Ruling

25. The BetterDriver In-Vehicle Solution includes a device that may be used to determine the number of kilometres a vehicle travels and total running time of the engine in specified locations. The locations of the vehicle and its travel are categorised by the Platform based on comparison of geocodes of the vehicle's location from the IVD, with the geocodes in the Platform's digitised maps.

26. The report generated by the BetterDriver In-Vehicle Solution details the kilometres travelled and total running time of the engine by the vehicle in the specified locations.

27. The report is in English.

28. This report is a document that satisfies a record for the purposes of subsection 382-5(8) of Schedule 1 of the Taxation Administration Act 1953 (TAA).

29. Provided the report is retained for 5 years, or in accordance within the specific requirements of section 382-5 of Schedule 1 of the TAA, it can be used for record keeping purposes to the extent of the kilometres travelled, total running time of the engine and location of the vehicle for the purposes of calculating fuel tax credit.

30. Where the BetterDriver In-Vehicle Solution also generates a report of fuel burn rates and fuel consumed because the vehicle's engine protocol is compatible with the installed IVD's functionality, the report will also be a record of the fuel used for the travel of the vehicle and, where applicable:

·
 during travel on particular segments of road, or
·
 during travel on or time at particular locations.

Commissioner of Taxation

6 September 2017

Appendix 1 - Explanation

Exclamation This Appendix is provided as information to help you understand how the Commissioner's view has been reached. It does not form part of the binding public ruling.

Is apportionment a requirement to work out the entitlement to a fuel tax credit?

31. Subsection 41-5(1) provides that an entity is entitled to a fuel tax credit for taxable fuel they acquire or manufacture in, or import into, Australia to the extent that they do so for use in carrying on their enterprise.

32. Taxable fuel is defined in section 110-5.

33. However, under subsection 41-5(2), the entity is only entitled to the fuel tax credit if they are registered for goods and services tax at the time they acquire, manufacture or import the fuel.

34. Section 43-5 provides that the amount of an entity's fuel tax credit is the amount of effective fuel tax that is paid on the fuel. Subsection 43-10(3) provides that to the extent an entity acquires taxable fuel to use, in a vehicle, for travelling on a public road, the amount of its fuel tax credit for the fuel is reduced by the road user charge for the fuel.

35. Subdivision 41-B contains the disentitlement rules for fuel tax credits and includes at section 41-20 the following disentitlement:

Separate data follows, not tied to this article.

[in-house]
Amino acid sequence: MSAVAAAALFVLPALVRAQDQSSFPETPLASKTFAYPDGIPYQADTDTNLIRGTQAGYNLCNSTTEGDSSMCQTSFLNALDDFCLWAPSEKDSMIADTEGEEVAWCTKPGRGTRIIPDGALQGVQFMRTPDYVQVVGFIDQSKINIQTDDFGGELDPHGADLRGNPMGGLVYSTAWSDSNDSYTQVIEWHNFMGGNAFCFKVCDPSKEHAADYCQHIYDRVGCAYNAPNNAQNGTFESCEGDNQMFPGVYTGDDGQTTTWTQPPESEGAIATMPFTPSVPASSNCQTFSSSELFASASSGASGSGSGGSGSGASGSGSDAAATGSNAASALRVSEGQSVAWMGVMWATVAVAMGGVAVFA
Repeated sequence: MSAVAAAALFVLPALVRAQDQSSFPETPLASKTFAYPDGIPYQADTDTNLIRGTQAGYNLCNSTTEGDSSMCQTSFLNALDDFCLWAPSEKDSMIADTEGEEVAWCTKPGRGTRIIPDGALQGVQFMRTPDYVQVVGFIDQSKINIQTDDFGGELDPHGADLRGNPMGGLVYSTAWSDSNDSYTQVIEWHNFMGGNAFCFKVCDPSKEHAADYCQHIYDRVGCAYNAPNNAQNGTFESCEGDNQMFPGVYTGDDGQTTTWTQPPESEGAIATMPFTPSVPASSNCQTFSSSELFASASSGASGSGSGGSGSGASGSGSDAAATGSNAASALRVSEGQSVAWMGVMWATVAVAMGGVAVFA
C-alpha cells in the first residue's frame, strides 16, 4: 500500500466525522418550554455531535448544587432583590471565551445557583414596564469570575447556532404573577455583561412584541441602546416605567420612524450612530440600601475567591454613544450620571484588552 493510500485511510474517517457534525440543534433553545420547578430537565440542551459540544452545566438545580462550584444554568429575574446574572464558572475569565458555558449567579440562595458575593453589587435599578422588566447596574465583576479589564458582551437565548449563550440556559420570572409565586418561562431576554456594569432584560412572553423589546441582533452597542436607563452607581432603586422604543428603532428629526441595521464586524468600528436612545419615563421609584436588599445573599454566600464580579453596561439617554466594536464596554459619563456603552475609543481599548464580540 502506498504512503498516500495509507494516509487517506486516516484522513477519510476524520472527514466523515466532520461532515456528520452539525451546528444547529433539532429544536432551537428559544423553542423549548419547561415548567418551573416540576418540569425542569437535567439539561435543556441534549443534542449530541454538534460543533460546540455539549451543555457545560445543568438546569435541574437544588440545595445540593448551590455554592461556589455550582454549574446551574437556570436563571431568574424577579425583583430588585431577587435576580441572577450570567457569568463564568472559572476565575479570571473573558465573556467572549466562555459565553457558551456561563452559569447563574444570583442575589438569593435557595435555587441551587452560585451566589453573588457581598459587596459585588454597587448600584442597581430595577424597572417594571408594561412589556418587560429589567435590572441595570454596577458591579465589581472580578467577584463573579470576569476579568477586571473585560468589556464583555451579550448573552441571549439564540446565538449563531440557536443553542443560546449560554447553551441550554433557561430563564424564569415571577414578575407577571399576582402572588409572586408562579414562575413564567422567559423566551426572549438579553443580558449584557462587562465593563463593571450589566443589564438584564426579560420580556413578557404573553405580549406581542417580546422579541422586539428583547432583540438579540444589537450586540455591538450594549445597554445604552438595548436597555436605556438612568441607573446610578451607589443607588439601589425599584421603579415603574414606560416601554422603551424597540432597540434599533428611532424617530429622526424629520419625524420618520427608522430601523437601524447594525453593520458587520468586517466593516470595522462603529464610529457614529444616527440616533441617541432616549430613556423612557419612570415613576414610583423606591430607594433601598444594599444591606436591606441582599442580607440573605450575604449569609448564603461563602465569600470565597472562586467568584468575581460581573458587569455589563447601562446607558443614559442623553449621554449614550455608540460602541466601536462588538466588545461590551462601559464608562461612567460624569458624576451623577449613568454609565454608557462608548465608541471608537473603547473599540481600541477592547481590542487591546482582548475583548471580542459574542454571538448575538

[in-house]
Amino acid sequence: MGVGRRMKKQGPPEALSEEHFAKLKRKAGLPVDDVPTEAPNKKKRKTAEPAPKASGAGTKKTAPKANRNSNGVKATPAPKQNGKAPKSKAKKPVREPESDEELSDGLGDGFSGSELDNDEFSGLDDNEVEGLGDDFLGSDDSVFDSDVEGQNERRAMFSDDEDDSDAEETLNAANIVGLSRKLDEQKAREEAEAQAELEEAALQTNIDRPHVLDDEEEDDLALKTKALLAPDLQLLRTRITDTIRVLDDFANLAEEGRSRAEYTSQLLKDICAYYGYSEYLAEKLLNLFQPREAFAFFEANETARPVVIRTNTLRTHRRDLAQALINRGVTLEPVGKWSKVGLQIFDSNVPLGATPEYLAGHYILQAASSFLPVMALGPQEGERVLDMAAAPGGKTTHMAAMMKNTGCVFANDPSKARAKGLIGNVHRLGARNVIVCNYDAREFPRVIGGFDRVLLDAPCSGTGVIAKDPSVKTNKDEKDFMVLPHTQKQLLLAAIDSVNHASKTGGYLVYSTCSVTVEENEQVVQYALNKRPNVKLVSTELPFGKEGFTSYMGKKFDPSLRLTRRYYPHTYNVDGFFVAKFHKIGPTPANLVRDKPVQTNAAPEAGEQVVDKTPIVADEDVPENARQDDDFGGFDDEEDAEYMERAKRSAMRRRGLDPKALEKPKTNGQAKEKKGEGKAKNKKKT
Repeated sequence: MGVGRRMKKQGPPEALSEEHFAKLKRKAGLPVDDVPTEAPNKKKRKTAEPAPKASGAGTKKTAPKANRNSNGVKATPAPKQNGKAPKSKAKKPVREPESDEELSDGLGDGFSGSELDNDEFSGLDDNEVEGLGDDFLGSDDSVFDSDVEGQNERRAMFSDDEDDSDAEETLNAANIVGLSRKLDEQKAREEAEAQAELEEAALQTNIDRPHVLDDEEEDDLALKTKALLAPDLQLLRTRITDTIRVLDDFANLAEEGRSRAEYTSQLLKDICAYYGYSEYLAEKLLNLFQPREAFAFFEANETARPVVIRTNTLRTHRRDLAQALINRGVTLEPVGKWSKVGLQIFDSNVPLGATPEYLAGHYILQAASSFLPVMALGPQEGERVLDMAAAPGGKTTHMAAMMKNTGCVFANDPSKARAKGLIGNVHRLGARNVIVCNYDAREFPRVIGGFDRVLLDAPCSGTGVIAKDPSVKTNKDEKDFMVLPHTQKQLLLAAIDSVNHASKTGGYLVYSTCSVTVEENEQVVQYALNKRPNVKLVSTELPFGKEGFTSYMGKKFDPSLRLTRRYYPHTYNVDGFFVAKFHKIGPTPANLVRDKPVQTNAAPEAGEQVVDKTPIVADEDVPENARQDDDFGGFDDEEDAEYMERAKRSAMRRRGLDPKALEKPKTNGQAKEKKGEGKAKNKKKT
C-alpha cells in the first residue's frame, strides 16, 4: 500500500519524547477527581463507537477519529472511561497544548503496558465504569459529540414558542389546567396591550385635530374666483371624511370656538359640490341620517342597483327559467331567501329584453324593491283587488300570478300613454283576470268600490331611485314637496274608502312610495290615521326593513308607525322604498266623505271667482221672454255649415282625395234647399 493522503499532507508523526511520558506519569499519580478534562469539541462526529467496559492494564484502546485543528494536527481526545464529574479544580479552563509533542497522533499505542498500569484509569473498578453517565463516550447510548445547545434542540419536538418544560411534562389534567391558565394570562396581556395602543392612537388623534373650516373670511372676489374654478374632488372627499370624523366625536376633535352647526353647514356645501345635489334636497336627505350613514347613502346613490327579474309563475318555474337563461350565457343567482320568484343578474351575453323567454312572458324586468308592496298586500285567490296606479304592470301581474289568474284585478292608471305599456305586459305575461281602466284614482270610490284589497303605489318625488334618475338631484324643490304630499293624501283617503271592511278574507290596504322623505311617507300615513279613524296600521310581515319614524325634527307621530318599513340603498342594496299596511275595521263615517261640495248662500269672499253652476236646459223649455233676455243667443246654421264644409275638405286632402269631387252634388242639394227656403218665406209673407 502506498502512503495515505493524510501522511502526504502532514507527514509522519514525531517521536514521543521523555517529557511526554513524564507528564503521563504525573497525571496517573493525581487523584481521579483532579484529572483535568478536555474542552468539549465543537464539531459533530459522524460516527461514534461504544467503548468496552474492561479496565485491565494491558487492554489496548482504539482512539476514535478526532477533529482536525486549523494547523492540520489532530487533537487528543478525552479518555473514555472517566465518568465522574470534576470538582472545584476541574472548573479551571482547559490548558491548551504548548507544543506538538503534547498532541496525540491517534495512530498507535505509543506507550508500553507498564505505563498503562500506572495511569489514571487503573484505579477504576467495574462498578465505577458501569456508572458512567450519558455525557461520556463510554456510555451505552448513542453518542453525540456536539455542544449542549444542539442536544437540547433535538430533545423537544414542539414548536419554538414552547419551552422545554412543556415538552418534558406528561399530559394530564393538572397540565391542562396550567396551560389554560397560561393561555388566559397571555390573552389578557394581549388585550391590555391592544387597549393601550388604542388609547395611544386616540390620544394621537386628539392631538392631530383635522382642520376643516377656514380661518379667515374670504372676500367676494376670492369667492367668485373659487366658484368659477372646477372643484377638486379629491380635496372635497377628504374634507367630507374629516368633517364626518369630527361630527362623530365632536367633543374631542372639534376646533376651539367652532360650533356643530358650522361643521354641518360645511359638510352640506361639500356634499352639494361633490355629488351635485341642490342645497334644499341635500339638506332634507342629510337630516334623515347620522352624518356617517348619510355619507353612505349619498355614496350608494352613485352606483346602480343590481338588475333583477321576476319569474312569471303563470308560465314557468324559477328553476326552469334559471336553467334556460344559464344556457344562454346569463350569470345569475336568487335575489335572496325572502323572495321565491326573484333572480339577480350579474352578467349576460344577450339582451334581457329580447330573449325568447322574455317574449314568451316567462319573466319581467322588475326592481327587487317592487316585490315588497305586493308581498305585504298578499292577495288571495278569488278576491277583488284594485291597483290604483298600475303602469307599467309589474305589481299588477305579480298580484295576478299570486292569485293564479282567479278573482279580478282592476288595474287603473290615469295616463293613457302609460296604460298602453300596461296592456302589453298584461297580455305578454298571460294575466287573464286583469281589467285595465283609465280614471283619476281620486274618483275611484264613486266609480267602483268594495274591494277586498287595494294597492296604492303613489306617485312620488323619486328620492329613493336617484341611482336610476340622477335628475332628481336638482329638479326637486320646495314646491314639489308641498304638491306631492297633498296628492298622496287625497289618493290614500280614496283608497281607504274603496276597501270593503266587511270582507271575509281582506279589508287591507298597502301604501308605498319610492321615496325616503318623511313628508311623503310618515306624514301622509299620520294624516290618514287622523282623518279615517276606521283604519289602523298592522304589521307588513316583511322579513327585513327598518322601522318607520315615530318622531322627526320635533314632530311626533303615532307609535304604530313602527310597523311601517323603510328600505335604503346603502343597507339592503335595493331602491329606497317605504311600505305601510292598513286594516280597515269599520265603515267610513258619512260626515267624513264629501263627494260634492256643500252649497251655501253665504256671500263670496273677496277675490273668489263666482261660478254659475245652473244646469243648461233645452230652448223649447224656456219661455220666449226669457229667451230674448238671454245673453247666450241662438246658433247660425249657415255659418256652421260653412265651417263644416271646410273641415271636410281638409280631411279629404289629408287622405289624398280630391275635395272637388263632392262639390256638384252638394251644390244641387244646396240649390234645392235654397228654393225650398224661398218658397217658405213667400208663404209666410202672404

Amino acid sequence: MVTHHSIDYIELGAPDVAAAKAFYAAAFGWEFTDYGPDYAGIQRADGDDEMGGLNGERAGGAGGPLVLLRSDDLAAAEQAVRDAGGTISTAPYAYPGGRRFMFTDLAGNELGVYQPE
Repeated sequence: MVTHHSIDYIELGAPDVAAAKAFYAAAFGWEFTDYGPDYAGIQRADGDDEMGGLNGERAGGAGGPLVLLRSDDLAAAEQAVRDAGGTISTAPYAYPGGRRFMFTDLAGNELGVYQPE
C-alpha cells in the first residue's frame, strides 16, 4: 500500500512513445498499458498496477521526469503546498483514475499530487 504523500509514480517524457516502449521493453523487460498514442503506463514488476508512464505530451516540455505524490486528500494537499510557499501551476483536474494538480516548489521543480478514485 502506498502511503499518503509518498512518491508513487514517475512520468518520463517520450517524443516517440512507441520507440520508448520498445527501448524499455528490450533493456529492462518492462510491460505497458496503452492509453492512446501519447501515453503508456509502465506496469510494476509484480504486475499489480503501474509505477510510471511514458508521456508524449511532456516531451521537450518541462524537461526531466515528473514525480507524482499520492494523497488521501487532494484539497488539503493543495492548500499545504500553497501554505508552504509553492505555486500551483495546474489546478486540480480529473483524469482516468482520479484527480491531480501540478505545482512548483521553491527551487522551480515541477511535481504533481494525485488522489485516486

41-20 No fuel tax credit for fuel to be used in light vehicles on a public road

You are not entitled to a fuel tax credit for taxable fuel to the extent that you acquire, manufacture or import the fuel for use in a vehicle with a gross vehicle mass of 4.5 tonnes or less travelling on a public road.

36. Hence an entity that acquires taxable fuel for use in their enterprise in a vehicle with a gross vehicle mass of 4.5 tonnes or less (a light vehicle), is entitled to a fuel tax credit to the extent the fuel is used otherwise than in the vehicle travelling on a public road.

37. The use of the phrase 'to the extent' in section 41-5, section 41-20 and subsection 43-10(3) contemplates apportionment between fuel acquired for an eligible use and fuel acquired for an ineligible use, or uses which may give rise to different rates of fuel tax credit entitlement. The implications of this phrase for the purposes of entitlement has been considered in paragraph 5 of Fuel Tax Determination FTD 2010/1 Fuel tax: is apportionment used when determining total fuel tax credits in calculating the net fuel amount under section 60-5 of the Fuel Tax Act 2006?

38. At paragraph 5 of FTD 2010/1 the Commissioner relevantly states:

5. The use of the phrase 'to the extent that' in the FT Act contemplates apportionment in the case of:

·
 section 41-5 of the FT Act between a use that entitles you to a fuel tax credit and one that does not, and between uses that give rise to different rates of fuel tax credits, taking into account the operation of Division 41 of the FT Act ...1
·
 section 41-10 between a use that entitles you to a fuel tax credit and one that does not;
·
 section 42-5 between a use that entitles you to a fuel tax credit and one that does not;...and
·
 subsection 43-10(3) between a use that reduces your fuel tax credit amount by the road user charge and one that does not.

39. To determine the extent of the fuel tax credit an entity that acquires taxable fuel, will need to apportion the fuel between:

·
 for vehicles with a gross vehicle mass exceeding 4.5 tonnes - the use for travelling on a public road (where the fuel tax credit rate is the excise rate less the road user charge) and the use while travelling on non-public roads, or off-road while or while not travelling (where the fuel tax credit rate is the excise rate), and